Advanced CMOS Device Physics for 7 nm and Beyond

By Scott Thompson

University of Florida

Published on


This presentation is part of 2015 IEDM tutorials

The industry march along Moore's Law continues and new semiconductor nodes at 7 and beyond will certainly happen. However, many device, material, and economical challenges remain. This tutorial will target understanding key device concepts for 7nm node and beyond. 

The tutorial will start with a brief review of state of the art for logic technologies followed by the likely metrics the industry will use to guide the 7nm and beyond device and material options. The next section of the talk will give a tutorial on many of the key device concepts that will shape the value proposition of 7nm and beyond. 


1. Introduction to state-of-the-art for logic devices

2. Metrics for logic device going forward

3. Deeper look at some advanced device concepts

  • Transistor variation/random doping effect
  • Strain Si, Ge, and III-V channels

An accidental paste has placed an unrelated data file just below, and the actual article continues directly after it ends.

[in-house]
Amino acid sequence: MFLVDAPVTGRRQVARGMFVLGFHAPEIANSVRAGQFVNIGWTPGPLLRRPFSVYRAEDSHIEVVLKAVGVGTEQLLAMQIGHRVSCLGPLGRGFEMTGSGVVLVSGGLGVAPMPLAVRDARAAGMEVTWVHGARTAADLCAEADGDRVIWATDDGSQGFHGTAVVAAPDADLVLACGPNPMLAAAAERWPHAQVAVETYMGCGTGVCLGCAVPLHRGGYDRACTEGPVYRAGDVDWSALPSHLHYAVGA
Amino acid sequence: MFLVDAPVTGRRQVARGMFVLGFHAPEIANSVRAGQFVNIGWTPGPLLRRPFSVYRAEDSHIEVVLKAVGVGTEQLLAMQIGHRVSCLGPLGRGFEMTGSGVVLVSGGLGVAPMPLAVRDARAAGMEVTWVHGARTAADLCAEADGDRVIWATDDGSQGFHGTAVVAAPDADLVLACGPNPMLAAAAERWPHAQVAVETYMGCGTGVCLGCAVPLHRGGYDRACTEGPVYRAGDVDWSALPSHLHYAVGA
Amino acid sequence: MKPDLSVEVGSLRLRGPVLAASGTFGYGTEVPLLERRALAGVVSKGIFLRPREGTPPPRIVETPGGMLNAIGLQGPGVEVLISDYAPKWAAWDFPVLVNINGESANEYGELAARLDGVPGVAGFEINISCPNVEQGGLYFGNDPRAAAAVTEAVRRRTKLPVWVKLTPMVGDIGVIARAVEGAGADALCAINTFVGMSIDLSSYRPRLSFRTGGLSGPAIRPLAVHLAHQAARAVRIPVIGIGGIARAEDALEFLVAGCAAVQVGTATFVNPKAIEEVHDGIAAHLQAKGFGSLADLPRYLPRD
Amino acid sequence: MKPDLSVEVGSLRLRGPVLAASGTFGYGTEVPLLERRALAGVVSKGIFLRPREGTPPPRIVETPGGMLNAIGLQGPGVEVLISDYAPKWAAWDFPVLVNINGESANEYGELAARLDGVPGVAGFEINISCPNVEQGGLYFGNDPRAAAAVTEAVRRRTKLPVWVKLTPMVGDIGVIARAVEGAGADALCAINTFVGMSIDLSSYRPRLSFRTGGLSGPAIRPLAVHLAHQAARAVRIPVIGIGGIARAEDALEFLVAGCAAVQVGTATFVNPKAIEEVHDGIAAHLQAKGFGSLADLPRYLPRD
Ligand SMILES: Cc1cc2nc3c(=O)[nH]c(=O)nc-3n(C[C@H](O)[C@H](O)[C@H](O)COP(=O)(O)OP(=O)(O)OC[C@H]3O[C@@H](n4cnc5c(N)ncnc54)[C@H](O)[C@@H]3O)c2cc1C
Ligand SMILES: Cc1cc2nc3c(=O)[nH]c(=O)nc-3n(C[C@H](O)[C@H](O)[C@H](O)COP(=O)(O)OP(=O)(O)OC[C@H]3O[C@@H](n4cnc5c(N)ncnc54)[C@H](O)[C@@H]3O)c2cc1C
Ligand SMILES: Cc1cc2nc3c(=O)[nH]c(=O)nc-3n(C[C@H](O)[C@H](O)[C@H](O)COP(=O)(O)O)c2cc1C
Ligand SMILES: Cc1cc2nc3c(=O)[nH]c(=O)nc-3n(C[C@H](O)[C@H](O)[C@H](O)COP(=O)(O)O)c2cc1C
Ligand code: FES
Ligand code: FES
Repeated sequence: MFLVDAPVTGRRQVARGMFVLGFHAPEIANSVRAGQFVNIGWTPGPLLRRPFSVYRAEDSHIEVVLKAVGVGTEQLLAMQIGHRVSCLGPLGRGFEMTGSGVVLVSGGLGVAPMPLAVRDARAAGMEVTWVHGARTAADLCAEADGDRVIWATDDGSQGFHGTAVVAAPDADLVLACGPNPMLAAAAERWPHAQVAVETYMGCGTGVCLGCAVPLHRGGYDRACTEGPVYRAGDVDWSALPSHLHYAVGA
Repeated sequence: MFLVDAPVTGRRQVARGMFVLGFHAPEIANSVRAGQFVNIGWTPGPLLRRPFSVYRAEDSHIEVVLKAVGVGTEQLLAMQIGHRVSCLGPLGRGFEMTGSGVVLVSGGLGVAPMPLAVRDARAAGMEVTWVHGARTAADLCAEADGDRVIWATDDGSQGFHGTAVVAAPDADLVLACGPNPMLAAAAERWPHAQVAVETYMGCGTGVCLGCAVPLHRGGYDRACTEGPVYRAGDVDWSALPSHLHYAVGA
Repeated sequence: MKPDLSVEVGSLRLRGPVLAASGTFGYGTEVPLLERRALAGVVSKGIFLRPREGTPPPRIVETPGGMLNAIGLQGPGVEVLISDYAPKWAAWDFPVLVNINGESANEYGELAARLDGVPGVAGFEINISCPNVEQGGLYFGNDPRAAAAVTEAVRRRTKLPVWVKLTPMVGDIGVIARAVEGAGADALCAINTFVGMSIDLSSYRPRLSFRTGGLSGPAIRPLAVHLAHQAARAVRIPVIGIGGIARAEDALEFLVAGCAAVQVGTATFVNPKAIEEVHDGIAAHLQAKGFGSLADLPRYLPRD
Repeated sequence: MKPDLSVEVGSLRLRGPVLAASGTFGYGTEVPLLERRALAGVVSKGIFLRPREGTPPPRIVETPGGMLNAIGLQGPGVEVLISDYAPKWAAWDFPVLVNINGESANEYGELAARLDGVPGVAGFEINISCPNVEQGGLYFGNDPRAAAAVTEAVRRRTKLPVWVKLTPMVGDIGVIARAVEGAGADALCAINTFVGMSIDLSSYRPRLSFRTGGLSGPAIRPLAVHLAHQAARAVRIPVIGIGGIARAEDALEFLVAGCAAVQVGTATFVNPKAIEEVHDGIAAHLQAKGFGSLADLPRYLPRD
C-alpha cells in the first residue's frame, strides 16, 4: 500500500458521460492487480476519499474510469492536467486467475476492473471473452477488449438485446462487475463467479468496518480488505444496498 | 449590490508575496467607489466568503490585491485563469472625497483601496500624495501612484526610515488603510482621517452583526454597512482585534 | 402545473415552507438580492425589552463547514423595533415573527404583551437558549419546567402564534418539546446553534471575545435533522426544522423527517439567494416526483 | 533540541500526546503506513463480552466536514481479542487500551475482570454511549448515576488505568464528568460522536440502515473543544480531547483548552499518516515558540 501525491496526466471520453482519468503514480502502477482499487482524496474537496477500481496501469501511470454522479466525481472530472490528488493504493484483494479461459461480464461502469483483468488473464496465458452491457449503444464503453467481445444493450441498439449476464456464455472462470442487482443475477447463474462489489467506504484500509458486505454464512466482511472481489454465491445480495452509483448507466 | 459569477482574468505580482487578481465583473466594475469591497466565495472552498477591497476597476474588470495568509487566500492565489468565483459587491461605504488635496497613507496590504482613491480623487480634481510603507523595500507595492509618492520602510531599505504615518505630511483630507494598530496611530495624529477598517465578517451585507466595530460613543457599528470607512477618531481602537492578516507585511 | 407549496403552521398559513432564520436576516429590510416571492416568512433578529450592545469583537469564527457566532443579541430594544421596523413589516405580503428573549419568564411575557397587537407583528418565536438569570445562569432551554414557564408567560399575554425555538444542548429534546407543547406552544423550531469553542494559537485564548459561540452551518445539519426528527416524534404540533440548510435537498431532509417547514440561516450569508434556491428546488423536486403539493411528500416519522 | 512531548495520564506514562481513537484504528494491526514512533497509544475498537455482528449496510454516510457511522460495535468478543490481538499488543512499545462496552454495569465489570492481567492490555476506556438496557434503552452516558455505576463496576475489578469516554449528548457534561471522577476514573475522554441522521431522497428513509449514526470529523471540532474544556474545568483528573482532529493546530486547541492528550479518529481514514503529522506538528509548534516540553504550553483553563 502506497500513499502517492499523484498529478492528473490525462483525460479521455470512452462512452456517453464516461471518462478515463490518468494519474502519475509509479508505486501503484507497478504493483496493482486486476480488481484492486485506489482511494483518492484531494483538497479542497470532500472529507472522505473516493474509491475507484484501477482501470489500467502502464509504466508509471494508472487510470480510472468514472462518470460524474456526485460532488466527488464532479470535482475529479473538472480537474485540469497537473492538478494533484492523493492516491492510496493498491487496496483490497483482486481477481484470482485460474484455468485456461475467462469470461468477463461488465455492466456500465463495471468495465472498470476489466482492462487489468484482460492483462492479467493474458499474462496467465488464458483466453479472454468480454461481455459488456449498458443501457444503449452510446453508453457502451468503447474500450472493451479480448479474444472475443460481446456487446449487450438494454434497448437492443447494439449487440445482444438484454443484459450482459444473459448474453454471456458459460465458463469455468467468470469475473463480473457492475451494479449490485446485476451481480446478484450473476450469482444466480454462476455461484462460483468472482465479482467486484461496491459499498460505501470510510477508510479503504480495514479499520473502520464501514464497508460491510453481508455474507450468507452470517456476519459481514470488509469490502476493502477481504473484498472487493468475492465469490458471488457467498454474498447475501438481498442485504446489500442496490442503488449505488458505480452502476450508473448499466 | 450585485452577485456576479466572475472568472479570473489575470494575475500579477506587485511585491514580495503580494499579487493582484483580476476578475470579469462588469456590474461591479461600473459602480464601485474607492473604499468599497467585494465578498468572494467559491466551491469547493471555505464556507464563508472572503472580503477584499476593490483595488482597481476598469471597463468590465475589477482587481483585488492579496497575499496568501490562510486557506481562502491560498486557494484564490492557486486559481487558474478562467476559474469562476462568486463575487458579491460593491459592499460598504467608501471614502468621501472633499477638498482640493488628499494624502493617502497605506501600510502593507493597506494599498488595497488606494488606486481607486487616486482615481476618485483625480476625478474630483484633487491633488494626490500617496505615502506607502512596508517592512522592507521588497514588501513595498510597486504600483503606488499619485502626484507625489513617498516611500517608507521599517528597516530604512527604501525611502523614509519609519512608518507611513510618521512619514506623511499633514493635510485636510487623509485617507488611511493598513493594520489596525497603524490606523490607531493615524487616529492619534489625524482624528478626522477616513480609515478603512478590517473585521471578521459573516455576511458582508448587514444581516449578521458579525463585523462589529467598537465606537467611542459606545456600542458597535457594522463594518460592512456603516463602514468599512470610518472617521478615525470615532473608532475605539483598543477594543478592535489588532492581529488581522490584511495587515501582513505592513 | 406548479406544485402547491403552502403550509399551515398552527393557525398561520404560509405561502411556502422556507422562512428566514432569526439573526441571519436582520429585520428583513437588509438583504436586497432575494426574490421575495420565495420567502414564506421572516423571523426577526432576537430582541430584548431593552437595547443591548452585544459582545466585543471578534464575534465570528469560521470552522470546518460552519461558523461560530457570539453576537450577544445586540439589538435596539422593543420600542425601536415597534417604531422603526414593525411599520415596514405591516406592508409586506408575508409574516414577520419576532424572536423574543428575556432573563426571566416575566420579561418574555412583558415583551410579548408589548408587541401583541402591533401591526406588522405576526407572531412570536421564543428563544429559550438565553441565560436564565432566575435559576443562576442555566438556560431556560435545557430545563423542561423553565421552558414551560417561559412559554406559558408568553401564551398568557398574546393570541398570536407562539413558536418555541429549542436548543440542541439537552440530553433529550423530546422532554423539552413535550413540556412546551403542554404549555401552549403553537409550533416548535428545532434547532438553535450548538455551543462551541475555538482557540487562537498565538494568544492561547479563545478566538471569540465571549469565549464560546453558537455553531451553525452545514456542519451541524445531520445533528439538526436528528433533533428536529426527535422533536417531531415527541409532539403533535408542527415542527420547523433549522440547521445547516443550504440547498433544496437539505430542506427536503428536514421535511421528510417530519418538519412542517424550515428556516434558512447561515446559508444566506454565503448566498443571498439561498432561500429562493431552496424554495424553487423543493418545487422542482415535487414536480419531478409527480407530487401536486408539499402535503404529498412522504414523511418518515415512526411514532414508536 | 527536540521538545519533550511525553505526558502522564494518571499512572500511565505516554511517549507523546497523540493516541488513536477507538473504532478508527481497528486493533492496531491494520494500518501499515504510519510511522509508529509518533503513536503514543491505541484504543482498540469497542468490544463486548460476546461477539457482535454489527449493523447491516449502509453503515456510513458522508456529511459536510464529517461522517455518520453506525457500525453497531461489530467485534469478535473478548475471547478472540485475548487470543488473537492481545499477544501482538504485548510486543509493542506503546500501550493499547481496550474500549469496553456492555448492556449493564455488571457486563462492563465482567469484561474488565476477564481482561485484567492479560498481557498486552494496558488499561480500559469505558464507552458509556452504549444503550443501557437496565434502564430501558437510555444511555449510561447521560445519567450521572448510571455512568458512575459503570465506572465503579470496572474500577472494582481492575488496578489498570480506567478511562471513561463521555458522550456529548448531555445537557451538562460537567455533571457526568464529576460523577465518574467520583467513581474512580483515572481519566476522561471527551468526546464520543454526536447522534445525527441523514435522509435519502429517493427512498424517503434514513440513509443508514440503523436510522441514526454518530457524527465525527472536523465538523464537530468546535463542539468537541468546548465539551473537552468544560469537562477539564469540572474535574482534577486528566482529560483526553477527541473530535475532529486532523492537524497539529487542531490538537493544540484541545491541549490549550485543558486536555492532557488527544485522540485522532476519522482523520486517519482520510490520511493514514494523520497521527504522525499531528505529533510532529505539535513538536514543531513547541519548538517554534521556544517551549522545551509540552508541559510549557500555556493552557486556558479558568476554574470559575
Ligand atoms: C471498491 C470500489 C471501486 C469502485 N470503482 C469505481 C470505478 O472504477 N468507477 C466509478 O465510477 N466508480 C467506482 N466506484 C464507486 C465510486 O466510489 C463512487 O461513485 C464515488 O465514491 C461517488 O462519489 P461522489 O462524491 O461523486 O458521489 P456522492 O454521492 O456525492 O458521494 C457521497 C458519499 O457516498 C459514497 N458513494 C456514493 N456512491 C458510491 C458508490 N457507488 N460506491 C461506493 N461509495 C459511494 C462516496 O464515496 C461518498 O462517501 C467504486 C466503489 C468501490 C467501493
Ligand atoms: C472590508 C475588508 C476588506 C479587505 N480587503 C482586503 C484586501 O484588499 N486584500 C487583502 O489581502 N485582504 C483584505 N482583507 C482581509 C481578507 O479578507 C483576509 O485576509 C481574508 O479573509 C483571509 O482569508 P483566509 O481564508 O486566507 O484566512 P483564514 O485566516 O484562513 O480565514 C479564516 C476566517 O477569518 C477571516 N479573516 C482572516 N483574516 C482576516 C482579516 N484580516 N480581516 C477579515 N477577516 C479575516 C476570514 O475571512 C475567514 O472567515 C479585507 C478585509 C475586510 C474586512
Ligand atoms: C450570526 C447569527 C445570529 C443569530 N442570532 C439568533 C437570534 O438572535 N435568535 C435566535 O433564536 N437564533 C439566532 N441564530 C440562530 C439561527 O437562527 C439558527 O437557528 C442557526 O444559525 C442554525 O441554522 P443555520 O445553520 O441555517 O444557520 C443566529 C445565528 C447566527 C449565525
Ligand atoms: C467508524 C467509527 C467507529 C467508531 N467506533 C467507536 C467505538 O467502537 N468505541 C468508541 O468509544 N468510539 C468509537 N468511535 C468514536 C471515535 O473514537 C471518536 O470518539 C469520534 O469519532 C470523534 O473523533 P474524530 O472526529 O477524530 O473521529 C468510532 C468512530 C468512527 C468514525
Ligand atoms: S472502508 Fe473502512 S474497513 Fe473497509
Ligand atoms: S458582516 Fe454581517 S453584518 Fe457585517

• Quantum confinement
  • Drive current and relation to mobility, velocity saturation, and density of states
  • External resistance
  • Sub fin doping and gate all around devices

4. Conclusion: How does the roadmap evolve?


Dr. Thompson is a Professor of Electrical Engineering at the University of Florida focusing on advanced transistor technologies. Dr. Thompson worked on low power transistors for IOT applications at SuVolta. Dr. Thompson was also an Intel Fellow, Director of Logic Technology and responsible for next generation process integration, technology yield and transistor design at Intel. Dr. Thompson and his co-workers were the first to publish at the International Electron Device Meeting (IEDM) in 2002 on a 90nm logic technology which introduced high levels strain for significant mobility enhancement using SiGe. Dr. Thompson was elected an IEEE Fellow for his contributions on submicron and nanoscale MOSFETs.

Cite this work

Researchers should cite this work as follows:

  • Scott Thompson (2015), "Advanced CMOS Device Physics for 7 nm and Beyond,"

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